- Multi-dimensional autoscaling (cluster and applications) based on custom metrics
- A secure, Kubernetes-native CI/CD system
- Option to save costs with spot and preemptible instances while maintaining SLAs
- Secure storage of secrets (cloud credentials, keys, certificates, passwords, etc.) in Vault
- Direct injection of secrets into pods (bypassing K8s secrets)
- Unified storage API
- Security scans throughout the whole of a deployment’s lifecycle
- Disaster recovery with periodic backups and the ability to do full cluster state restores
- Centralized log collection and federated monitoring to give insight into your applications
- Easy to use dashboards
- Integration with enterprise services like Docker registries, Git, AAA or SIEM providers (Active Directory, LDAP, OpenID, Gitlab, GitHub Enterprise, etc.)
- Custom and configurable K8s schedulers
- Spotguides: run Spark, Zeppelin, NodeJS, MySQL, Spring, etc.
nativelyon K8s and automatically benefit from all of the above
It’s hard to make a complete list of all the features offered by the Banzai Cloud Pipeline platform, so we suggest you to try it out and let us know what you think.
We started working on Pipeline over a year ago, guided by our vision of what a next-generation application platform should look like. As our user community rapidly expanded, the vision became a mission: to build a platform that lets enterprises focus on the applications they want to build, and to minimize the amount of effort they have to put into their infrastructure. Banzai Cloud Pipeline is the result.
Banzai Cloud’s vision and mission 🔗︎
Startups begin with a mission, underpinned by a vision of the future. These represents two sides of the same coin - a mission primarily refers to the reason for a startup’s existence, whereas a vision is a description of the startup as it appears in a successful version of the future. It was no different for us at Banzai Cloud. We founded our company with a diverse group of technical experts - developers, architects, DevOps experts, and system operators that shared one thing in common: all of us had been running very large containerized applications since the early days of Docker and Kubernetes (a few of us actually wrote container orchestration layers before Swarm and Kubernetes were released).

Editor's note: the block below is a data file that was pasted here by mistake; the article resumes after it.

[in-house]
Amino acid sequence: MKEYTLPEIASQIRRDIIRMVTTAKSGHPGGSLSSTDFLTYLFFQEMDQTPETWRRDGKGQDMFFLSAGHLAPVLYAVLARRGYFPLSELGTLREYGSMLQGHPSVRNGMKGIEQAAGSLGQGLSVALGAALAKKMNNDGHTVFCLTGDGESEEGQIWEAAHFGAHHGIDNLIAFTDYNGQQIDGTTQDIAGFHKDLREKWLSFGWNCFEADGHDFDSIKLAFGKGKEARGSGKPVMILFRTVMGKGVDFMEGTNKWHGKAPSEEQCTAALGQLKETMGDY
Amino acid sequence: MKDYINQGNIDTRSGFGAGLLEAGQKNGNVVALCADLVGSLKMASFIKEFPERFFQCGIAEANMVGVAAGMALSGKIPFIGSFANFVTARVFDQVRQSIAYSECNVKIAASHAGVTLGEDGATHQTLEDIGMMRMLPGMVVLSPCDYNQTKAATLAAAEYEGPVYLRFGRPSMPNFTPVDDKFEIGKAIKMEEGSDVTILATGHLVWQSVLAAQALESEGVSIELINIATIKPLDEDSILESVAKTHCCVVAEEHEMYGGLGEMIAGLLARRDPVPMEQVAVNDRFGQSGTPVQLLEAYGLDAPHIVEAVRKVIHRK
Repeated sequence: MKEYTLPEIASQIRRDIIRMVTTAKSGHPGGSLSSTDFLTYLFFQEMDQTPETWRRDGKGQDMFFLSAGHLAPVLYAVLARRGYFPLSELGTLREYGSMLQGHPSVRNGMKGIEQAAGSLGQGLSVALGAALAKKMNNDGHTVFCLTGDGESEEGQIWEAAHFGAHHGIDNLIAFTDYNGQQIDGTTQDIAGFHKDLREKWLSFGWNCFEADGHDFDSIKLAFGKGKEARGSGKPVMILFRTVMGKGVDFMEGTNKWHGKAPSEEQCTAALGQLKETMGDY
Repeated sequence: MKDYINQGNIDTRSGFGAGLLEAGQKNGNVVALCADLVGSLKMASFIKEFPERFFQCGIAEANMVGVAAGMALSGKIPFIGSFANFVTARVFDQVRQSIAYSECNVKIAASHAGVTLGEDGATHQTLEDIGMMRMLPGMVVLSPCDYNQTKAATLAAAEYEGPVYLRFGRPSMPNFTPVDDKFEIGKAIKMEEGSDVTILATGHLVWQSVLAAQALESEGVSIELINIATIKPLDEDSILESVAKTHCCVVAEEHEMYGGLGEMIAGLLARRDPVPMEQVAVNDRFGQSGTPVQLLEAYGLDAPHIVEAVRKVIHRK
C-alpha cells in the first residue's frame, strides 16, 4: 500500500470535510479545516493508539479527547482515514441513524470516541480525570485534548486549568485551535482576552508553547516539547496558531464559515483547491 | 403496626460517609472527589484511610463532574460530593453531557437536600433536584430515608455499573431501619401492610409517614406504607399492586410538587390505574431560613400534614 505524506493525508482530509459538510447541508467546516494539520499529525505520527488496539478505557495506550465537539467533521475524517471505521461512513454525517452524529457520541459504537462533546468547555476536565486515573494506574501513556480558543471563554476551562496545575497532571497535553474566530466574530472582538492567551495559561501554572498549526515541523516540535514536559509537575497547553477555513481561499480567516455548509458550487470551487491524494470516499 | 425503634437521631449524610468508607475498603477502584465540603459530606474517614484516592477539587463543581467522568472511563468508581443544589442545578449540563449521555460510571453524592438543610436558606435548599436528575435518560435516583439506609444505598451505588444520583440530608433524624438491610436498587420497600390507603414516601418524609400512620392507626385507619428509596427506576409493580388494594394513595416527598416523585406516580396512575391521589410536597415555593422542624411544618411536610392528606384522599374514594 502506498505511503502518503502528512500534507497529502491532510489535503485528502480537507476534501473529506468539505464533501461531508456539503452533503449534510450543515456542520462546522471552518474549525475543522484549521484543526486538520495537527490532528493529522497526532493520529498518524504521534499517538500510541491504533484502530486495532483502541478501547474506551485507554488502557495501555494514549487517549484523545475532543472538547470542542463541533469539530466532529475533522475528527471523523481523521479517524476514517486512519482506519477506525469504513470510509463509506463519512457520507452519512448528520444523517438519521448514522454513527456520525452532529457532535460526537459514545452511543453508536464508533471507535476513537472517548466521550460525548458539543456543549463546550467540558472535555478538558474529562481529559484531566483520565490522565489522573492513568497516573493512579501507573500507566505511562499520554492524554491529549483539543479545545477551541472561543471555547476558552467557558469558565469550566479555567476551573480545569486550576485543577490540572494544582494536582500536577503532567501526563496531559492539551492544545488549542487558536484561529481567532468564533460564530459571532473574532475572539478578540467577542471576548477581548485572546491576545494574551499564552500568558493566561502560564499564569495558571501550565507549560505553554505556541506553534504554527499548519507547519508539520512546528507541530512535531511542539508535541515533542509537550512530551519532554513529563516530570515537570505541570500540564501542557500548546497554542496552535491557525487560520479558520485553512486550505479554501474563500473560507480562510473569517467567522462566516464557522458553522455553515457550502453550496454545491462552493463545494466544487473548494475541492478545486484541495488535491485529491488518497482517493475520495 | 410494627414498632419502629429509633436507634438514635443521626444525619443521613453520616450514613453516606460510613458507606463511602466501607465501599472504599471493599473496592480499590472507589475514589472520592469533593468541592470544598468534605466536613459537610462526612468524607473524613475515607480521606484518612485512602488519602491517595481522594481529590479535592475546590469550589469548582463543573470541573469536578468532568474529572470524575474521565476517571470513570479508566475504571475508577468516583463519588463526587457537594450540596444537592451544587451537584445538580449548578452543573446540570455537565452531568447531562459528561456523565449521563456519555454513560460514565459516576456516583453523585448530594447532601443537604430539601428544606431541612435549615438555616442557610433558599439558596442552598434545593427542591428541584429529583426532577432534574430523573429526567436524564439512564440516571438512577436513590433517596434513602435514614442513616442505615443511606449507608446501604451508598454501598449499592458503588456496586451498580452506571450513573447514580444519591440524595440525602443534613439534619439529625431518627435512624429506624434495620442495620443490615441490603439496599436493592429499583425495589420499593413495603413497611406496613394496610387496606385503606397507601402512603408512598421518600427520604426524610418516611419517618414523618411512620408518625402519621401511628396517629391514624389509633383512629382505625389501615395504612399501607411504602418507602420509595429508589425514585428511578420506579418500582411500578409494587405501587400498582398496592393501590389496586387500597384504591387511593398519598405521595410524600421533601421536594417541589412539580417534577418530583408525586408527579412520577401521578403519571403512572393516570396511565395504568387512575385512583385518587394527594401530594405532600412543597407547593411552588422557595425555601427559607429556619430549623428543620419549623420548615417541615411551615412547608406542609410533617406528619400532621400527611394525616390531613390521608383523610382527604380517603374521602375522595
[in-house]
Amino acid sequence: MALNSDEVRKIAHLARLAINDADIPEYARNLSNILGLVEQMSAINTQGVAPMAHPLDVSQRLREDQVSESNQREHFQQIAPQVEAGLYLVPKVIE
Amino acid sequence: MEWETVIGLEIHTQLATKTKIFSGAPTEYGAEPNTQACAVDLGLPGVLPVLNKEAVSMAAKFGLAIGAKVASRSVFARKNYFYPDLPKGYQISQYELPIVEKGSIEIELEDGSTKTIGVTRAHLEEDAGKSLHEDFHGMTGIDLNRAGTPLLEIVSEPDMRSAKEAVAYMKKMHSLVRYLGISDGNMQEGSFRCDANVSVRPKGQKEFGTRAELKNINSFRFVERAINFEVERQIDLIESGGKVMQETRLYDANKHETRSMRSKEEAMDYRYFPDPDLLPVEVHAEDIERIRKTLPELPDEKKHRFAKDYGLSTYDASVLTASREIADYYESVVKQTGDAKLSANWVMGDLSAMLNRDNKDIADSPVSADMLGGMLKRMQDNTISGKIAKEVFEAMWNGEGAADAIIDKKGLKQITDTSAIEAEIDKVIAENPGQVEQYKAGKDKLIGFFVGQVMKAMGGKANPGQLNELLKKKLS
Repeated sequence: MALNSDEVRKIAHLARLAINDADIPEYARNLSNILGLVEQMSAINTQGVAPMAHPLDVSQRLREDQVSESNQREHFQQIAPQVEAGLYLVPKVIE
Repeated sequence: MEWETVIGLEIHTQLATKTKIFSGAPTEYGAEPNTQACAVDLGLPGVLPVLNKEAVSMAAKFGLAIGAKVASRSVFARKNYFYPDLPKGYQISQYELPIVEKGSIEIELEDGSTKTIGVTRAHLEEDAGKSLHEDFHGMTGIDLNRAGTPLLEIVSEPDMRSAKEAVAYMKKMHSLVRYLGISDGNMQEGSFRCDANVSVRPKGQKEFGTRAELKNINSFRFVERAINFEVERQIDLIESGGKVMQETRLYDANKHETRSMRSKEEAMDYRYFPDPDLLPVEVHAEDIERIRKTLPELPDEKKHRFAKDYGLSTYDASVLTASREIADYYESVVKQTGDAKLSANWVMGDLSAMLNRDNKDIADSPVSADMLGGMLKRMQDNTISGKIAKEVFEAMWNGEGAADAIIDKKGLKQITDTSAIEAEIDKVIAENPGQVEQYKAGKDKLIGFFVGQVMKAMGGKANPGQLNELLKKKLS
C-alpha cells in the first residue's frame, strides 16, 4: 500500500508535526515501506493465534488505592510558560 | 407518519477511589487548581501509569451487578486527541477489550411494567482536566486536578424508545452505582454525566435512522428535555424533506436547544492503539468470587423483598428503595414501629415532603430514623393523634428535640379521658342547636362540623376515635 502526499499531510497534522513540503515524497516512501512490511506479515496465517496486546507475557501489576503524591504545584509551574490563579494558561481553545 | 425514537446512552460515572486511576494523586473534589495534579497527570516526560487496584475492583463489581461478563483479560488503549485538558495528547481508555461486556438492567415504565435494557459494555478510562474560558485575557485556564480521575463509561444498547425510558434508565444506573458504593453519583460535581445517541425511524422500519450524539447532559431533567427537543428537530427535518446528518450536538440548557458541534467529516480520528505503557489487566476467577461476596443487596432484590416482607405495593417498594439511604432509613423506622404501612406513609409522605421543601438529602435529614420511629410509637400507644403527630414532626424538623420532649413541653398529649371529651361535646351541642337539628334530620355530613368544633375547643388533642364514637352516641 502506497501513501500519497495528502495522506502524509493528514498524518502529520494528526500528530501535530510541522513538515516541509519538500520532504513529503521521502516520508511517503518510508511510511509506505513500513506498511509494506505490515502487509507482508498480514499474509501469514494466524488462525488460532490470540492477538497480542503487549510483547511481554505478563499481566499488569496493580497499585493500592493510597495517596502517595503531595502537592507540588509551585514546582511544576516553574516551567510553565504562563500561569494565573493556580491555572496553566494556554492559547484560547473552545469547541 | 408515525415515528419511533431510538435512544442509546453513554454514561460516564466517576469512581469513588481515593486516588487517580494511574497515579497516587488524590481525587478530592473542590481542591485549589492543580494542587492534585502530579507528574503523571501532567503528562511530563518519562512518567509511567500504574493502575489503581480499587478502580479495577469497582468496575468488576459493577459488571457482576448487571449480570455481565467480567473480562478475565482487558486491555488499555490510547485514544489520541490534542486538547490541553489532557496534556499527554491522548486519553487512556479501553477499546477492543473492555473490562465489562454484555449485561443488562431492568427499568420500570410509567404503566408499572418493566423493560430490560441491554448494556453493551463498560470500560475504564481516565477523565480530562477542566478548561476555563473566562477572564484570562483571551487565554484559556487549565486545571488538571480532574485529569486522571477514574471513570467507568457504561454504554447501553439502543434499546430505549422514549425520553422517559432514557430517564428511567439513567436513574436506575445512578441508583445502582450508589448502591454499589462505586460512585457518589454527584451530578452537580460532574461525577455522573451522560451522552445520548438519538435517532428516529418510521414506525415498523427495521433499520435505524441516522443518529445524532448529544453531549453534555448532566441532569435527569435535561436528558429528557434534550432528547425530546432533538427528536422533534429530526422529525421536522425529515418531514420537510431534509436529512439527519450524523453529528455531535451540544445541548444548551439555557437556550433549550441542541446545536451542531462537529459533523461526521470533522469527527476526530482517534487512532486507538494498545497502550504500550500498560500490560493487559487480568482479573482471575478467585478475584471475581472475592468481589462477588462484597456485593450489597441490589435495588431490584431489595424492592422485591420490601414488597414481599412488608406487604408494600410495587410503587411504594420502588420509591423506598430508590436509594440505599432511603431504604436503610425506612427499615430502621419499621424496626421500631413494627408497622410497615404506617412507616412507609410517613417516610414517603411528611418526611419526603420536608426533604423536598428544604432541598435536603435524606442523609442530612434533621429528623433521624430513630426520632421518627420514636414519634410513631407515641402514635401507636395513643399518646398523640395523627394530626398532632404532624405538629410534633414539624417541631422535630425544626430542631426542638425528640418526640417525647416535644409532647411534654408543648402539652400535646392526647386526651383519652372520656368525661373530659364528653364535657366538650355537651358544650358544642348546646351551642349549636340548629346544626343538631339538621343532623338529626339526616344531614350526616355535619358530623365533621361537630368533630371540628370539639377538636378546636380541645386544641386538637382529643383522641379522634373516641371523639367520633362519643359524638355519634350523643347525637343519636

We believed strongly that Kubernetes was going to be the kernel that all future distributed applications would be based on. So, when we sat down to start to design our own platform, Banzai Cloud Pipeline, our guiding star was that we knew we were going to build on top of Kubernetes. But along with all the positives it brings, Kubernetes comes with a lot of subtleties and a steep learning curve for enterprises.
A core principle of the Pipeline platform is to make those technologies that we deploy as simple and straightforward to use as possible. This enables enterprises to adopt and leverage our technologies, which, in turn, creates a self-perpetuating cycle of improvement and adoption. Along the way, we’ve defined a few must-haves:
Kubernetes everywhere 🔗︎